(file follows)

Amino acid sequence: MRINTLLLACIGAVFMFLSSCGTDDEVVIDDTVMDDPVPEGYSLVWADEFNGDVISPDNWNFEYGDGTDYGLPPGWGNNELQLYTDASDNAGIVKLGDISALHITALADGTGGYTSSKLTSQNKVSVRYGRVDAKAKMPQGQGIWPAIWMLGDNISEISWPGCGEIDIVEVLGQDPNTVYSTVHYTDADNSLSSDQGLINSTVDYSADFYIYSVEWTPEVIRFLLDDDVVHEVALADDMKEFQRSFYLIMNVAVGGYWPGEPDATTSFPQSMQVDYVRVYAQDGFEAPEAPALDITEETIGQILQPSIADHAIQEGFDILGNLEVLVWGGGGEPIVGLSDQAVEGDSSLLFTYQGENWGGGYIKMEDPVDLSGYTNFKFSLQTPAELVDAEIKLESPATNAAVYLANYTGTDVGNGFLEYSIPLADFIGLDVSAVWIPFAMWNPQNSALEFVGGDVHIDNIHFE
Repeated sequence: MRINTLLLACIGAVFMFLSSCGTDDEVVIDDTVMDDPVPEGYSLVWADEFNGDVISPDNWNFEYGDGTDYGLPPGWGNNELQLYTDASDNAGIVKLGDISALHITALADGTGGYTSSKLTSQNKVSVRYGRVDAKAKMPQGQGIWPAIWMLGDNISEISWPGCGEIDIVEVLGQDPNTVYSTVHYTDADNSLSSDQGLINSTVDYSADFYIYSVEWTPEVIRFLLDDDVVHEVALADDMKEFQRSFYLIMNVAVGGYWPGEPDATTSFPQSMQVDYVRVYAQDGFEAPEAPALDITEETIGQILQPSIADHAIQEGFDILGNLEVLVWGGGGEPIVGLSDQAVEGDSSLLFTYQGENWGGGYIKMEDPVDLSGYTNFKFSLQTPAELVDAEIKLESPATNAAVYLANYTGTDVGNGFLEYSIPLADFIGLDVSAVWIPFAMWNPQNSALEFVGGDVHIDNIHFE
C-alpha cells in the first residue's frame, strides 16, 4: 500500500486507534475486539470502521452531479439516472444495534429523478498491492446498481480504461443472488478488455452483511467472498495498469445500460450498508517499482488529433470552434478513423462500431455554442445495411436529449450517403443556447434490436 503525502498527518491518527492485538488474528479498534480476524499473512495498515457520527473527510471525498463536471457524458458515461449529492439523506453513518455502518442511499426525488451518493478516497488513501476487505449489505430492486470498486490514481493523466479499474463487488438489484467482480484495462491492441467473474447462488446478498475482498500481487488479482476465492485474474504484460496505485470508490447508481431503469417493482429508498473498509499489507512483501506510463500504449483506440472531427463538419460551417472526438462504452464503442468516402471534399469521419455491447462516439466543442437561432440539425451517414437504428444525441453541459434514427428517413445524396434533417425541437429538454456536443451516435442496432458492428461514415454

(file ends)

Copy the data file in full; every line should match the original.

Amino acid sequence: MRINTLLLACIGAVFMFLSSCGTDDEVVIDDTVMDDPVPEGYSLVWADEFNGDVISPDNWNFEYGDGTDYGLPPGWGNNELQLYTDASDNAGIVKLGDISALHITALADGTGGYTSSKLTSQNKVSVRYGRVDAKAKMPQGQGIWPAIWMLGDNISEISWPGCGEIDIVEVLGQDPNTVYSTVHYTDADNSLSSDQGLINSTVDYSADFYIYSVEWTPEVIRFLLDDDVVHEVALADDMKEFQRSFYLIMNVAVGGYWPGEPDATTSFPQSMQVDYVRVYAQDGFEAPEAPALDITEETIGQILQPSIADHAIQEGFDILGNLEVLVWGGGGEPIVGLSDQAVEGDSSLLFTYQGENWGGGYIKMEDPVDLSGYTNFKFSLQTPAELVDAEIKLESPATNAAVYLANYTGTDVGNGFLEYSIPLADFIGLDVSAVWIPFAMWNPQNSALEFVGGDVHIDNIHFE
Repeated sequence: MRINTLLLACIGAVFMFLSSCGTDDEVVIDDTVMDDPVPEGYSLVWADEFNGDVISPDNWNFEYGDGTDYGLPPGWGNNELQLYTDASDNAGIVKLGDISALHITALADGTGGYTSSKLTSQNKVSVRYGRVDAKAKMPQGQGIWPAIWMLGDNISEISWPGCGEIDIVEVLGQDPNTVYSTVHYTDADNSLSSDQGLINSTVDYSADFYIYSVEWTPEVIRFLLDDDVVHEVALADDMKEFQRSFYLIMNVAVGGYWPGEPDATTSFPQSMQVDYVRVYAQDGFEAPEAPALDITEETIGQILQPSIADHAIQEGFDILGNLEVLVWGGGGEPIVGLSDQAVEGDSSLLFTYQGENWGGGYIKMEDPVDLSGYTNFKFSLQTPAELVDAEIKLESPATNAAVYLANYTGTDVGNGFLEYSIPLADFIGLDVSAVWIPFAMWNPQNSALEFVGGDVHIDNIHFE
C-alpha cells in the first residue's frame, strides 16, 4: 500500500486507534475486539470502521452531479439516472444495534429523478498491492446498481480504461443472488478488455452483511467472498495498469445500460450498508517499482488529433470552434478513423462500431455554442445495411436529449450517403443556447434490436 503525502498527518491518527492485538488474528479498534480476524499473512495498515457520527473527510471525498463536471457524458458515461449529492439523506453513518455502518442511499426525488451518493478516497488513501476487505449489505430492486470498486490514481493523466479499474463487488438489484467482480484495462491492441467473474447462488446478498475482498500481487488479482476465492485474474504484460496505485470508490447508481431503469417493482429508498473498509499489507512483501506510463500504449483506440472531427463538419460551417472526438462504452464503442468516402471534399469521419455491447462516439466543442437561432440539425451517414437504428444525441453541459434514427428517413445524396434533417425541437429538454456536443451516435442496432458492428461514415454